Available with Spatial Analyst license.

The groundwater tools allow you to perform rudimentary advectionâ€“dispersion modeling of constituents in groundwater. Darcy flow analysis models two-dimensional, vertically mixed, horizontal, and steady state flow, where head is independent of depth.

## Darcy flow analysis

The purpose of Darcy flow analysis is twofold. First, it is used to check the consistency of groundwater datasets and to generate rasters of groundwater flow vectors. The standard output raster is the groundwater volume balance residual raster, which measures the difference between the flow of water into and out of each cell.

Since the flow calculations are performed through each of the four cell walls independently (flow is governed by the differences between adjacent cells), it is possible that more (or less) water may flow into a cell than out of it, resulting in a positive (or negative) volume balance residual.

Smooth, consistent input rasters with no sources or sinks should produce small residuals near zero. Large residual values indicate that the head raster is not reasonable with respect to the transmissivity, porosity, and thickness rasters. A head raster contains the values of the groundwater head elevation for each cell in the raster. The head is typically an elevation above some data, such as mean sea level. When large residuals are output, the input data would be inconsistent and produce meaningless results.

The second purpose of Darcy flow analysis is to calculate the flow field using Darcy's Law, as discussed below. The flow field is a vector field of groundwater seepage flow velocities and is expressed as two rasters, one for magnitude and one for direction.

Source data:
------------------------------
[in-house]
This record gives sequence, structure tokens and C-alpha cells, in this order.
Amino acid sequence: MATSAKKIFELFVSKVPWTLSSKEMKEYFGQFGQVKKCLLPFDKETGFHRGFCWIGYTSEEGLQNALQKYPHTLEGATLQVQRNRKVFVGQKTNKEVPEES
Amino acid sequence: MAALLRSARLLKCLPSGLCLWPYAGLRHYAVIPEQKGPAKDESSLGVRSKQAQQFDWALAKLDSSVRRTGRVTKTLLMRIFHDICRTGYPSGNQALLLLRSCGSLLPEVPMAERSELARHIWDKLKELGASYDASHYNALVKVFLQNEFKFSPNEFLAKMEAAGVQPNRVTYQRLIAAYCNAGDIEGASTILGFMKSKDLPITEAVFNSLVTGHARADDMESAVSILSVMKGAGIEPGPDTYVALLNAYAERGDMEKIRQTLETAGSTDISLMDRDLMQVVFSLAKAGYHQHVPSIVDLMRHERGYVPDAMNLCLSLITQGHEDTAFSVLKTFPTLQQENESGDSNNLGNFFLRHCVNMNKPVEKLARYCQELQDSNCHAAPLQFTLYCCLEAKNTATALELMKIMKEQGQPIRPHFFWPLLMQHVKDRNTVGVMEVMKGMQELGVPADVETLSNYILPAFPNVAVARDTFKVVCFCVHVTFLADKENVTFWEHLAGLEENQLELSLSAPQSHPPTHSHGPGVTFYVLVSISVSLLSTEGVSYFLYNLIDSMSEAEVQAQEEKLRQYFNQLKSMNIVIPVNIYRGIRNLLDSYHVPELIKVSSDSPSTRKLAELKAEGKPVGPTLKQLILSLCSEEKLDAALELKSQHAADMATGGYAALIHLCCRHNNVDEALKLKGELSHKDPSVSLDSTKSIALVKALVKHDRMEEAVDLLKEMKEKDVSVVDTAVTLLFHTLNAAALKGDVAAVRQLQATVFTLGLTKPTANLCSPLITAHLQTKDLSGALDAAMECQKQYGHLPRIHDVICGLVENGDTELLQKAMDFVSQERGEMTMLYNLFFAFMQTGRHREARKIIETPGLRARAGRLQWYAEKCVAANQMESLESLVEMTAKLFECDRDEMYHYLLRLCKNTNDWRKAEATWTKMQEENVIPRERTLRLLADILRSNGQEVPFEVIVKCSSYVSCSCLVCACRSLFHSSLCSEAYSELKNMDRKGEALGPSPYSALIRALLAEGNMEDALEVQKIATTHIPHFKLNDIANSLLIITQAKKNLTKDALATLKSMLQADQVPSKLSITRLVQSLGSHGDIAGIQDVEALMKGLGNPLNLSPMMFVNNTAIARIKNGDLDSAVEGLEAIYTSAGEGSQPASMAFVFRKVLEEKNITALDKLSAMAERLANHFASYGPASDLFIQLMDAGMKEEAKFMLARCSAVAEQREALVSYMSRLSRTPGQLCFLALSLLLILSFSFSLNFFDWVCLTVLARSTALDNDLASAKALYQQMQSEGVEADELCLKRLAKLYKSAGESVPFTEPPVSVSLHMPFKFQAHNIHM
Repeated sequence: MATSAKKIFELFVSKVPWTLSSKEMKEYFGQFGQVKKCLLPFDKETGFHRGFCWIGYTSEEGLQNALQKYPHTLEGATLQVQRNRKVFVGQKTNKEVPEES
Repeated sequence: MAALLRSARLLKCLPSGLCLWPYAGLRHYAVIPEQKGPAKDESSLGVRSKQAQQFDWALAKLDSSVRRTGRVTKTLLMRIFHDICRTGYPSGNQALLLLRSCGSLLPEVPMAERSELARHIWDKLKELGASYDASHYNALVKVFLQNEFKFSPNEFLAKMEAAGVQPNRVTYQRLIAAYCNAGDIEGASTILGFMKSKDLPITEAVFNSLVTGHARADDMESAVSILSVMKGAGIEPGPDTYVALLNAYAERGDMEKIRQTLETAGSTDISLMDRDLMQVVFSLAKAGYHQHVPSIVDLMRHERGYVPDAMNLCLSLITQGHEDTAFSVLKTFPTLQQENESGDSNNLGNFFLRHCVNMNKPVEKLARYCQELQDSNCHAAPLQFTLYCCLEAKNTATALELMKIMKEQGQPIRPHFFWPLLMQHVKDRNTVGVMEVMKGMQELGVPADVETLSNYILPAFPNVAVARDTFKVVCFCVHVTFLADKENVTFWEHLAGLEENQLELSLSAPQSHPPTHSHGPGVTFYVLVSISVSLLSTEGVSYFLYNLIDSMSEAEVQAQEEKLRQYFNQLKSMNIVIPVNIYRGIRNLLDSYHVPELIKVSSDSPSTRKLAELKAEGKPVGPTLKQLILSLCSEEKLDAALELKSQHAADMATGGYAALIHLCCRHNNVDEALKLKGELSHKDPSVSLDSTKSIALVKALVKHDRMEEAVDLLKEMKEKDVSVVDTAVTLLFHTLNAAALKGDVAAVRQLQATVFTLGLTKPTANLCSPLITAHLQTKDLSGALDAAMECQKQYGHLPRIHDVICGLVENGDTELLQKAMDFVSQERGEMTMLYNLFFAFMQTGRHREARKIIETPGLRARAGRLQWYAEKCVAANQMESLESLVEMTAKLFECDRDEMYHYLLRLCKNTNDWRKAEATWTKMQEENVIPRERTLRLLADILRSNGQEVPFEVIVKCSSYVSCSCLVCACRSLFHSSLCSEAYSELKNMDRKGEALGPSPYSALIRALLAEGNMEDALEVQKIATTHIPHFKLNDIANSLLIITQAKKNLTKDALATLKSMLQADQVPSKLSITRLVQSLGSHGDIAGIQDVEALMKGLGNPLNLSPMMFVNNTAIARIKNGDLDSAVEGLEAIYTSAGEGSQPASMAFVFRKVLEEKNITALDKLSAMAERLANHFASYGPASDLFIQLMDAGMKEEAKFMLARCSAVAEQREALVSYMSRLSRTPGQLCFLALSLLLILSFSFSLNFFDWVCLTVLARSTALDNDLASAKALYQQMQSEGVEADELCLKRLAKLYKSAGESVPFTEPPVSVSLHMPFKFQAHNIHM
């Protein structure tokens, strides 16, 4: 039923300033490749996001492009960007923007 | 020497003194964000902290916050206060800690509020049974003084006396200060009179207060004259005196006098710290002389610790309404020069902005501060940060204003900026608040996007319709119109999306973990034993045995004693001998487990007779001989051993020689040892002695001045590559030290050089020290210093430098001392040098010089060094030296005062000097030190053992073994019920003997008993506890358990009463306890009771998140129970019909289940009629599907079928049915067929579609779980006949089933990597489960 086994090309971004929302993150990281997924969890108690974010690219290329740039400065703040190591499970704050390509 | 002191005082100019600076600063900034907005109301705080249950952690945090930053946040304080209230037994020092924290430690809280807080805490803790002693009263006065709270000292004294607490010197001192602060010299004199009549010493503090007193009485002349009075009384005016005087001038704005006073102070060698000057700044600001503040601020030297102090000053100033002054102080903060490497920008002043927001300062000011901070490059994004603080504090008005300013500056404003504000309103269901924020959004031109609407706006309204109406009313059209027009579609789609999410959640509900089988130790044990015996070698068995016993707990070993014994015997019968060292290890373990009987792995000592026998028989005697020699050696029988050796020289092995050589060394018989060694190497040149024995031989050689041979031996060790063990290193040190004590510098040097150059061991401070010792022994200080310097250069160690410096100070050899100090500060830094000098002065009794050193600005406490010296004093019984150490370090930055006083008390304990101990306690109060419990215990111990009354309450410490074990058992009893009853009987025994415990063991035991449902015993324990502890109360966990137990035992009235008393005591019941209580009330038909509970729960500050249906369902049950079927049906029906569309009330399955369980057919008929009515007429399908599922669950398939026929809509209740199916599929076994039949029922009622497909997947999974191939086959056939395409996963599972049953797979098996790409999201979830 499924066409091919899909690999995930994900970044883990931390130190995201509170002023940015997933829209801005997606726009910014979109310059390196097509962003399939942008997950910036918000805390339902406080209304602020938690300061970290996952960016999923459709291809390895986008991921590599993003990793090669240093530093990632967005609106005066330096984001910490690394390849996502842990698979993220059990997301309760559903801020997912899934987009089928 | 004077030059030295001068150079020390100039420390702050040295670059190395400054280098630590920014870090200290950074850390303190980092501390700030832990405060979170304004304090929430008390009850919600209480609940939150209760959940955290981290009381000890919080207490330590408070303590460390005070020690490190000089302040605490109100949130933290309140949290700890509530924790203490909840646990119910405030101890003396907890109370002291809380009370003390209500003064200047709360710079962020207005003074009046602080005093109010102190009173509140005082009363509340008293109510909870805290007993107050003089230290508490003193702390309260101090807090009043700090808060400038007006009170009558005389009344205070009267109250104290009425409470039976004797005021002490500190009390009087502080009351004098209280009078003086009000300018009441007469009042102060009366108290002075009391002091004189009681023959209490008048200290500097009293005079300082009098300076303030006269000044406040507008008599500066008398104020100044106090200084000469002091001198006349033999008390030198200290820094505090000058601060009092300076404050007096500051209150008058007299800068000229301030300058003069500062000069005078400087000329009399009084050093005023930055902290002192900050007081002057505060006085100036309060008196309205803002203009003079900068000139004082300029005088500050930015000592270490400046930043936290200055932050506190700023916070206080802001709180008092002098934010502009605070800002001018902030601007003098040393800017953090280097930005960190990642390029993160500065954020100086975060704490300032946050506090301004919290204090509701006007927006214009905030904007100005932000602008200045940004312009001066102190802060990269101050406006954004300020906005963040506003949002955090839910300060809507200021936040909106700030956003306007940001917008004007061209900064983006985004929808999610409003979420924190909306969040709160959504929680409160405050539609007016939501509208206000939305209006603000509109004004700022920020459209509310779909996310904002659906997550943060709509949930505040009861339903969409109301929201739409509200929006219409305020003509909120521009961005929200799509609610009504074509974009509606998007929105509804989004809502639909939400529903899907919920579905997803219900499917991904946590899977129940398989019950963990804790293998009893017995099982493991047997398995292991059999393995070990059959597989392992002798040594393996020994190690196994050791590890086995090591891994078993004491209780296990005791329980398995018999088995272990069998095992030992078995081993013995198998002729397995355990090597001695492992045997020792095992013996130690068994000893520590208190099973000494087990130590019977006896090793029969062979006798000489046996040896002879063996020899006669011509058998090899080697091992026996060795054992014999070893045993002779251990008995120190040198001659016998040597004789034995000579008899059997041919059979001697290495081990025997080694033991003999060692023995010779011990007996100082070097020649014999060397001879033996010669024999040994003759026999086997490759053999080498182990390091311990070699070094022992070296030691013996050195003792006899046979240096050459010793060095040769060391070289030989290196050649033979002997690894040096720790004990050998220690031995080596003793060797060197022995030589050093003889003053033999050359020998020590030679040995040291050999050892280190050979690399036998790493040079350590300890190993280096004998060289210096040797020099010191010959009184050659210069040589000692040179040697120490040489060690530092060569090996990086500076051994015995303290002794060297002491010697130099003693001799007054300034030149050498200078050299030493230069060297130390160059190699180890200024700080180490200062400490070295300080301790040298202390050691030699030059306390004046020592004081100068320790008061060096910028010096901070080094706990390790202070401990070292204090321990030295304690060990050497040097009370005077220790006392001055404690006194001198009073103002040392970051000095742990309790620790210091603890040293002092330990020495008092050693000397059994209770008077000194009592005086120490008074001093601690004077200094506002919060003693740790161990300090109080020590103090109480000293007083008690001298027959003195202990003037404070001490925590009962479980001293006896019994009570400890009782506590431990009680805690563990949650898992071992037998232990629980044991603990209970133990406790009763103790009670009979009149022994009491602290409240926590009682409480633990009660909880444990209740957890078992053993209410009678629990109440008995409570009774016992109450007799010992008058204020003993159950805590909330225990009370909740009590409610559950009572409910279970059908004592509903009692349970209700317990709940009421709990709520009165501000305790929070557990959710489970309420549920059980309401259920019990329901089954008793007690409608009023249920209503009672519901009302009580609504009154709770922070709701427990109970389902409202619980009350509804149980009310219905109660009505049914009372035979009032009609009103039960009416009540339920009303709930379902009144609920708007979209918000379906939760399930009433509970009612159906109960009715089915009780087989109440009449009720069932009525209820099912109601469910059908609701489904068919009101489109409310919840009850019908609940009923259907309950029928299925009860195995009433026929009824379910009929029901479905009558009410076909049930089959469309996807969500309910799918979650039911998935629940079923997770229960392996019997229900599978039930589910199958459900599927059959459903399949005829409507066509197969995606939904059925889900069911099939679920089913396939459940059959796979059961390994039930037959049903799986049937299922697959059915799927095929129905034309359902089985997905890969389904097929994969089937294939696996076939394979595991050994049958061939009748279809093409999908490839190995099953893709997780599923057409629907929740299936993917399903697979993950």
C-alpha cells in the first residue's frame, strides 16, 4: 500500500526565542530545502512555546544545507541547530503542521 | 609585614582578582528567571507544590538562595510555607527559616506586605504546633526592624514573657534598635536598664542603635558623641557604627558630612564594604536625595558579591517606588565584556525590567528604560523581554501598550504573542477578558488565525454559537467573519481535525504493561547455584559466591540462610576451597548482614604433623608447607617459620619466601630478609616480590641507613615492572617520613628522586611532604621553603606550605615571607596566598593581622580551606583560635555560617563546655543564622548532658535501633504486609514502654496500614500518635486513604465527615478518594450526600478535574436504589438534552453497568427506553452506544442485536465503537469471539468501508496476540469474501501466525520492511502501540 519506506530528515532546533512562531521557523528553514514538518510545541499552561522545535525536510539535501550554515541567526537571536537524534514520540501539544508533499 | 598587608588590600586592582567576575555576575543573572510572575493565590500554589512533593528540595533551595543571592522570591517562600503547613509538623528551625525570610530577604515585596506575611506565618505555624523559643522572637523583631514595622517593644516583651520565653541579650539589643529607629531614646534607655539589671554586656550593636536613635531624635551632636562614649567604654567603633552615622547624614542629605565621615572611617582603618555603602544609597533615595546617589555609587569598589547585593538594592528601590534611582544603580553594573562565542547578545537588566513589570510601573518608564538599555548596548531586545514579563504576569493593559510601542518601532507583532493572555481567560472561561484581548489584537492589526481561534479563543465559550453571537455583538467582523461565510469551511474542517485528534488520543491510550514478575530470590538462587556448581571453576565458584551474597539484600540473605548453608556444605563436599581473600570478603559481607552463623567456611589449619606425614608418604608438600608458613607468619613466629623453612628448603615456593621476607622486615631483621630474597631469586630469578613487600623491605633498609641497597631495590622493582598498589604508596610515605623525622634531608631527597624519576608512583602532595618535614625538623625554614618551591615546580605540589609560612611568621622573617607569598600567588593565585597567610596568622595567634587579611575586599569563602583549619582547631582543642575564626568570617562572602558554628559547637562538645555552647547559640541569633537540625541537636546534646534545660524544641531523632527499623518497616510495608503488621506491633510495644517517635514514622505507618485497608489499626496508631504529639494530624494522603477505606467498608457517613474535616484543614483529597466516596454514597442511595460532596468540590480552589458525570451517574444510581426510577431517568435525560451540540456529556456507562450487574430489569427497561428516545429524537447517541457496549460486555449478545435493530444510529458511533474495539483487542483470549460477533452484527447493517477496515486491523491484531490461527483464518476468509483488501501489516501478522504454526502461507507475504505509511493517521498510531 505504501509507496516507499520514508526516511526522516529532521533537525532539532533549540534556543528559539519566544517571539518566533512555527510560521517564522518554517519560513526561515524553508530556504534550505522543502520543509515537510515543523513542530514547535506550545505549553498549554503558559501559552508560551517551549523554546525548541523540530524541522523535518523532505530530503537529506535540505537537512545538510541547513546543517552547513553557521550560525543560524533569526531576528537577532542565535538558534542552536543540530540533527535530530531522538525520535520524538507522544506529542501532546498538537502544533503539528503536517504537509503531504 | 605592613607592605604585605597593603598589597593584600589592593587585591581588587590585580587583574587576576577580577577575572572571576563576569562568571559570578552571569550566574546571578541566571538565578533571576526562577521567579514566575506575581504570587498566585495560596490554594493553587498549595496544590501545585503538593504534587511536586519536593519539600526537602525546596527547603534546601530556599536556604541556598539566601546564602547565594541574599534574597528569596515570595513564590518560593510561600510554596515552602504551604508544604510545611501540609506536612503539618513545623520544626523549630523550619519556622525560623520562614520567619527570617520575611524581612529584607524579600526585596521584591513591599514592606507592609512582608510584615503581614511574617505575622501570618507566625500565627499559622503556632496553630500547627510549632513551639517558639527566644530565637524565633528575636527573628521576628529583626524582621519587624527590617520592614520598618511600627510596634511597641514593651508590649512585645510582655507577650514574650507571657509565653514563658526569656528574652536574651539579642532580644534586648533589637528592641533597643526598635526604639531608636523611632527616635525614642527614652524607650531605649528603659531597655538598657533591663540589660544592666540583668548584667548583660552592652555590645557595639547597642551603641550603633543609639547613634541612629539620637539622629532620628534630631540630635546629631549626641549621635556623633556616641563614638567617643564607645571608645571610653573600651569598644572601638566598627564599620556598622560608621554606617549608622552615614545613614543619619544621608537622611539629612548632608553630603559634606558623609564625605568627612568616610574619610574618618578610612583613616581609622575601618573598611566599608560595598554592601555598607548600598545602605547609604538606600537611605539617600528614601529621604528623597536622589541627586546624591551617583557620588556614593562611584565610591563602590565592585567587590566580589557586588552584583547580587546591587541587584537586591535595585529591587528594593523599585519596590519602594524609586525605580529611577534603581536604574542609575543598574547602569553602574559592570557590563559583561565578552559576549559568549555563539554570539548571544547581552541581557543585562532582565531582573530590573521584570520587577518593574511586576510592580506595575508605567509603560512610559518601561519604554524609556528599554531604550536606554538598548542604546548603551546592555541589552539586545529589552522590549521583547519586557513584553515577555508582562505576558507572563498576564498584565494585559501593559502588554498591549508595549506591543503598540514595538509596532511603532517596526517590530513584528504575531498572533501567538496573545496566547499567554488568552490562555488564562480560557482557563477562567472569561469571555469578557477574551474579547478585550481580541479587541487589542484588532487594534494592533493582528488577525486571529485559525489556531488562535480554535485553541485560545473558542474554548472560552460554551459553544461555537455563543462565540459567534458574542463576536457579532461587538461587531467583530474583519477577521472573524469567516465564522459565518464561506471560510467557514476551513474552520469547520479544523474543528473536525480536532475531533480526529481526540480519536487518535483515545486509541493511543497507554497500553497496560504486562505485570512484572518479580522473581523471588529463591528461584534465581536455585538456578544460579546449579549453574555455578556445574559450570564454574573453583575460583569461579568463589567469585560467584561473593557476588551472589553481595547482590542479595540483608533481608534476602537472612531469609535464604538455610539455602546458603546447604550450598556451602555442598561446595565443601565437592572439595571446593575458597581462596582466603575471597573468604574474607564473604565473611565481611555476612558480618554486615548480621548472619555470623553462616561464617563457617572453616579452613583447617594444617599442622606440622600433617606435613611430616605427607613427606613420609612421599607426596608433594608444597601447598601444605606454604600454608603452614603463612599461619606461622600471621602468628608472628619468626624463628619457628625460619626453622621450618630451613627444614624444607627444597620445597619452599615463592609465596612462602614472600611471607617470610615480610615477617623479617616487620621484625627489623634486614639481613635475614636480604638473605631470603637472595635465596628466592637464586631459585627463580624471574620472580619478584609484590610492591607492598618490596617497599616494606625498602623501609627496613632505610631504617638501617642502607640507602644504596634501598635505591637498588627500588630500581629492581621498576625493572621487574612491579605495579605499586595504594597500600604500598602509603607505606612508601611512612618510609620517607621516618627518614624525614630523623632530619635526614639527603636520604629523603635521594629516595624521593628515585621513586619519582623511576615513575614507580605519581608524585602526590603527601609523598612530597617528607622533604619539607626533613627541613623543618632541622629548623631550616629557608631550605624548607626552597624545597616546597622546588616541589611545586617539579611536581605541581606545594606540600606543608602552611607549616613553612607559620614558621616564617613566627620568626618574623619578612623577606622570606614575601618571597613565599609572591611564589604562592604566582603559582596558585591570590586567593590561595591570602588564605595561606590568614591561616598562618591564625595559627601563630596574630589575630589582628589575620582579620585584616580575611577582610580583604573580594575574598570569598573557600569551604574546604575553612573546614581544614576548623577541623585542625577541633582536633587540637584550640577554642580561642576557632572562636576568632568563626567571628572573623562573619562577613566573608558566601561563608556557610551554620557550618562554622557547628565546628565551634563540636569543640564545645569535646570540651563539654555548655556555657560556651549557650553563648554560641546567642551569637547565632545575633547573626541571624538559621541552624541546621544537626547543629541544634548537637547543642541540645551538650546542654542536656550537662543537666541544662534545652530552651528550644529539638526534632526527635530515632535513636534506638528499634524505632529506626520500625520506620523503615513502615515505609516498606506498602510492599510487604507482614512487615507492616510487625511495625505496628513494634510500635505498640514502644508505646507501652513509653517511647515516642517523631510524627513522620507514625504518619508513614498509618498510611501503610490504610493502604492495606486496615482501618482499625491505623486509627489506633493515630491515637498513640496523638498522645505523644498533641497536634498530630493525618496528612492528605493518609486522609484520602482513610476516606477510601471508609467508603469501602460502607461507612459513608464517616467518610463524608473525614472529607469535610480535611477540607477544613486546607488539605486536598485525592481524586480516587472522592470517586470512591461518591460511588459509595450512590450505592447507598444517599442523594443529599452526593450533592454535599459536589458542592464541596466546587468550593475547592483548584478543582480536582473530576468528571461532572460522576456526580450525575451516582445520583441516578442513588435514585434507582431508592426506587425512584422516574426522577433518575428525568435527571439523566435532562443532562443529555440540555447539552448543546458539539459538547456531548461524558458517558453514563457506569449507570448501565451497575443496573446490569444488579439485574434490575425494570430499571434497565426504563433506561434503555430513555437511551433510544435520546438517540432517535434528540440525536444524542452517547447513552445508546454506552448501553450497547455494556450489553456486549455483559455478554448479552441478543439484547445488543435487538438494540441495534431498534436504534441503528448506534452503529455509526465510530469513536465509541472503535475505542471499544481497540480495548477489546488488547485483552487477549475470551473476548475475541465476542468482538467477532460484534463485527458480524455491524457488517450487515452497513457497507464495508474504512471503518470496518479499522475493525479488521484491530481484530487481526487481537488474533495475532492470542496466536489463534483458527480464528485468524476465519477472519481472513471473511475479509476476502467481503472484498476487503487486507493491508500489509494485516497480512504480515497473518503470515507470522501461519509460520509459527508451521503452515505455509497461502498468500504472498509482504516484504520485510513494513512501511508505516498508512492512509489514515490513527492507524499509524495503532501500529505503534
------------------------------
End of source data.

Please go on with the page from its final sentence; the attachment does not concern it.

The first step in groundwater flow modeling is to determine the flow velocity and direction at each point in the flow field. Darcy Flow does this and calculates the volume balance within each cell, which should be small in the absence of sources or sinks, such as wells, infiltration, or leakage. A zero volume balance residual indicates a balance between flow in and flow out of the cell. The flow field is assumed to be steady (constant in time). A thorough discussion of groundwater hydraulics can be found in several sources including Bear (1979), Freeze and Cherry (1979), and Marsily (1986).

### Darcy Flow

The standard output of Darcy Flow is the groundwater volume balance residual raster, which measures the difference between the flow of water into and out of each cell. The residual is used to check the consistency of groundwater datasets.

Since the flow calculations are performed through each of the four cell walls independently (flow is governed by differences between adjacent cells), it is possible that more (or less) water may flow into a cell than out of it, resulting in a positive (or negative) volume balance residual.

Smooth, consistent input rasters with no sources or sinks, such as wells, infiltration, or leakage, should produce small residuals near zero. Large residual values indicate that the head raster is not reasonable with respect to the transmissivity, porosity, and thickness rasters. In such a case, the input data would be described as inconsistent and produce meaningless results.

Darcy Flow can optionally create the Darcy Velocity outputs, described in the following section.

### Darcy Velocity

Darcy Velocity uses Darcy's Law to calculate the flow field. A flow field is a vector field of groundwater seepage flow velocities.

The flow velocities are expressed as two rasters, one being the magnitude and the other the direction.

Darcy Velocity is useful when the volume balance residual of Darcy Flow is not needed.

## References

Bear, J. Hydraulics of Groundwater. McGraw-Hill. 1979.

Freeze, R. A., and J. A. Cherry. Groundwater. Prentice-Hall. 1979.

Marsily, G. de. Quantitative Hydrogeology. Academic Press. 1986.